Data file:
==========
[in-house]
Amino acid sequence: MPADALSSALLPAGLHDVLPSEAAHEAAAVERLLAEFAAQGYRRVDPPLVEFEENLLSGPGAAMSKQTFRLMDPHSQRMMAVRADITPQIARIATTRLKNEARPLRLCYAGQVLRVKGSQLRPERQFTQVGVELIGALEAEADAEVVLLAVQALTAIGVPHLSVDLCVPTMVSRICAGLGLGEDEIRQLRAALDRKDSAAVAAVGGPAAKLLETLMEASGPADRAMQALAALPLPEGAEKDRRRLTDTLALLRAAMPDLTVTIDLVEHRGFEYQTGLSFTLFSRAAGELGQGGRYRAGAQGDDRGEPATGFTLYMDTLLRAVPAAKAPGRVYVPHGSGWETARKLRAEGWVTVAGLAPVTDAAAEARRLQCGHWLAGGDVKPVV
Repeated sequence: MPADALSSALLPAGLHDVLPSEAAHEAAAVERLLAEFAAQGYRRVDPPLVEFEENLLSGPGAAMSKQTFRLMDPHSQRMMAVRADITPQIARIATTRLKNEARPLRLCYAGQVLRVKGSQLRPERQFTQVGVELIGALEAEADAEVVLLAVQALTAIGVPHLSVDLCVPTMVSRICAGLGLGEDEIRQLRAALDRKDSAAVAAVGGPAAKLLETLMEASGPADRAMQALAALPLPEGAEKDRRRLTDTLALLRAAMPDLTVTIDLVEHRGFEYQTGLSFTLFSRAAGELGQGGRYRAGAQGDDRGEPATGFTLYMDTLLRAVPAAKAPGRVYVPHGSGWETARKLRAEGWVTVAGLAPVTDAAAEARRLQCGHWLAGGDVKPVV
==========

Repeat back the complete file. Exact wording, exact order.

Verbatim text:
[in-house]
Amino acid sequence: MPADALSSALLPAGLHDVLPSEAAHEAAAVERLLAEFAAQGYRRVDPPLVEFEENLLSGPGAAMSKQTFRLMDPHSQRMMAVRADITPQIARIATTRLKNEARPLRLCYAGQVLRVKGSQLRPERQFTQVGVELIGALEAEADAEVVLLAVQALTAIGVPHLSVDLCVPTMVSRICAGLGLGEDEIRQLRAALDRKDSAAVAAVGGPAAKLLETLMEASGPADRAMQALAALPLPEGAEKDRRRLTDTLALLRAAMPDLTVTIDLVEHRGFEYQTGLSFTLFSRAAGELGQGGRYRAGAQGDDRGEPATGFTLYMDTLLRAVPAAKAPGRVYVPHGSGWETARKLRAEGWVTVAGLAPVTDAAAEARRLQCGHWLAGGDVKPVV
Repeated sequence: MPADALSSALLPAGLHDVLPSEAAHEAAAVERLLAEFAAQGYRRVDPPLVEFEENLLSGPGAAMSKQTFRLMDPHSQRMMAVRADITPQIARIATTRLKNEARPLRLCYAGQVLRVKGSQLRPERQFTQVGVELIGALEAEADAEVVLLAVQALTAIGVPHLSVDLCVPTMVSRICAGLGLGEDEIRQLRAALDRKDSAAVAAVGGPAAKLLETLMEASGPADRAMQALAALPLPEGAEKDRRRLTDTLALLRAAMPDLTVTIDLVEHRGFEYQTGLSFTLFSRAAGELGQGGRYRAGAQGDDRGEPATGFTLYMDTLLRAVPAAKAPGRVYVPHGSGWETARKLRAEGWVTVAGLAPVTDAAAEARRLQCGHWLAGGDVKPVV